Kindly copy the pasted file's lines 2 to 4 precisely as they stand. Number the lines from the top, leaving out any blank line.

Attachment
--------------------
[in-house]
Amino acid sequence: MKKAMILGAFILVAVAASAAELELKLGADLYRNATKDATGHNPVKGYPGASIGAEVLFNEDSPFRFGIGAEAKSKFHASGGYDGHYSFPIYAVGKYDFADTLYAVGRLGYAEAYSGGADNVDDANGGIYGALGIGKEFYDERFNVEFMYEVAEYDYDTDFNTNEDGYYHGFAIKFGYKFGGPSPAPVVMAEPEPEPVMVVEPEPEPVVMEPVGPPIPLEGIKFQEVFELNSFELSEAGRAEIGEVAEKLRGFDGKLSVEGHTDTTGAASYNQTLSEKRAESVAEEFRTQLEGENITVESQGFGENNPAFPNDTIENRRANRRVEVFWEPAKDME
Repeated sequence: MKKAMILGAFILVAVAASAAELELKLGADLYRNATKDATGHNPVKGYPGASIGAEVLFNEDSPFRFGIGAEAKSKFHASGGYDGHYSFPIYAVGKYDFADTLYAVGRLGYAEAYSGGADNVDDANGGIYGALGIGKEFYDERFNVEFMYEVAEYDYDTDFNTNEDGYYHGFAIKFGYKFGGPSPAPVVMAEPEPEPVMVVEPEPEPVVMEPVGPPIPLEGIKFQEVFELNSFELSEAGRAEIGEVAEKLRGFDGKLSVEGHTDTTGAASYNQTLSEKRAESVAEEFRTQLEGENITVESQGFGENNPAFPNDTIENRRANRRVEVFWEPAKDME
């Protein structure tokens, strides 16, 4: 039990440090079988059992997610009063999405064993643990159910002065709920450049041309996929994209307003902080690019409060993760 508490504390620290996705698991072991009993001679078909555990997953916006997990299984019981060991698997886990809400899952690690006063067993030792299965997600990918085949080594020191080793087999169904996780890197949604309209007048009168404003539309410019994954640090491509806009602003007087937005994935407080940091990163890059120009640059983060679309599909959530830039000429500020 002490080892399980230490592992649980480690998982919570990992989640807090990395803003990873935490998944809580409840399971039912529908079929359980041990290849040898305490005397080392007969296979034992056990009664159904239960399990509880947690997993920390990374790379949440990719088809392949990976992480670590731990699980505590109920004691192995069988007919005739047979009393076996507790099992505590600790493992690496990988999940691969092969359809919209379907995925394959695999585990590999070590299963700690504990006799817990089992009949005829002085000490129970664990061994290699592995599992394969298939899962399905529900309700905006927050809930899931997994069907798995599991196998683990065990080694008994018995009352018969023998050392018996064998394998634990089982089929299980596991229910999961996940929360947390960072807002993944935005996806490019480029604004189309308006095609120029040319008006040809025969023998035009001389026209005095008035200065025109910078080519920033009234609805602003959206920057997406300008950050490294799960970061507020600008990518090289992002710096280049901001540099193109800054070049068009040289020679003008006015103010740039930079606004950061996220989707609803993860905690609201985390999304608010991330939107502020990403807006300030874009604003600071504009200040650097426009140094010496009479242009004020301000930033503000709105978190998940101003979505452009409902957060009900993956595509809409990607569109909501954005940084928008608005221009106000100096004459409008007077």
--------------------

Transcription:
Amino acid sequence: MKKAMILGAFILVAVAASAAELELKLGADLYRNATKDATGHNPVKGYPGASIGAEVLFNEDSPFRFGIGAEAKSKFHASGGYDGHYSFPIYAVGKYDFADTLYAVGRLGYAEAYSGGADNVDDANGGIYGALGIGKEFYDERFNVEFMYEVAEYDYDTDFNTNEDGYYHGFAIKFGYKFGGPSPAPVVMAEPEPEPVMVVEPEPEPVVMEPVGPPIPLEGIKFQEVFELNSFELSEAGRAEIGEVAEKLRGFDGKLSVEGHTDTTGAASYNQTLSEKRAESVAEEFRTQLEGENITVESQGFGENNPAFPNDTIENRRANRRVEVFWEPAKDME
Repeated sequence: MKKAMILGAFILVAVAASAAELELKLGADLYRNATKDATGHNPVKGYPGASIGAEVLFNEDSPFRFGIGAEAKSKFHASGGYDGHYSFPIYAVGKYDFADTLYAVGRLGYAEAYSGGADNVDDANGGIYGALGIGKEFYDERFNVEFMYEVAEYDYDTDFNTNEDGYYHGFAIKFGYKFGGPSPAPVVMAEPEPEPVMVVEPEPEPVVMEPVGPPIPLEGIKFQEVFELNSFELSEAGRAEIGEVAEKLRGFDGKLSVEGHTDTTGAASYNQTLSEKRAESVAEEFRTQLEGENITVESQGFGENNPAFPNDTIENRRANRRVEVFWEPAKDME
């Protein structure tokens, strides 16, 4: 039990440090079988059992997610009063999405064993643990159910002065709920450049041309996929994209307003902080690019409060993760 508490504390620290996705698991072991009993001679078909555990997953916006997990299984019981060991698997886990809400899952690690006063067993030792299965997600990918085949080594020191080793087999169904996780890197949604309209007048009168404003539309410019994954640090491509806009602003007087937005994935407080940091990163890059120009640059983060679309599909959530830039000429500020 002490080892399980230490592992649980480690998982919570990992989640807090990395803003990873935490998944809580409840399971039912529908079929359980041990290849040898305490005397080392007969296979034992056990009664159904239960399990509880947690997993920390990374790379949440990719088809392949990976992480670590731990699980505590109920004691192995069988007919005739047979009393076996507790099992505590600790493992690496990988999940691969092969359809919209379907995925394959695999585990590999070590299963700690504990006799817990089992009949005829002085000490129970664990061994290699592995599992394969298939899962399905529900309700905006927050809930899931997994069907798995599991196998683990065990080694008994018995009352018969023998050392018996064998394998634990089982089929299980596991229910999961996940929360947390960072807002993944935005996806490019480029604004189309308006095609120029040319008006040809025969023998035009001389026209005095008035200065025109910078080519920033009234609805602003959206920057997406300008950050490294799960970061507020600008990518090289992002710096280049901001540099193109800054070049068009040289020679003008006015103010740039930079606004950061996220989707609803993860905690609201985390999304608010991330939107502020990403807006300030874009604003600071504009200040650097426009140094010496009479242009004020301000930033503000709105978190998940101003979505452009409902957060009900993956595509809409990607569109909501954005940084928008608005221009106000100096004459409008007077």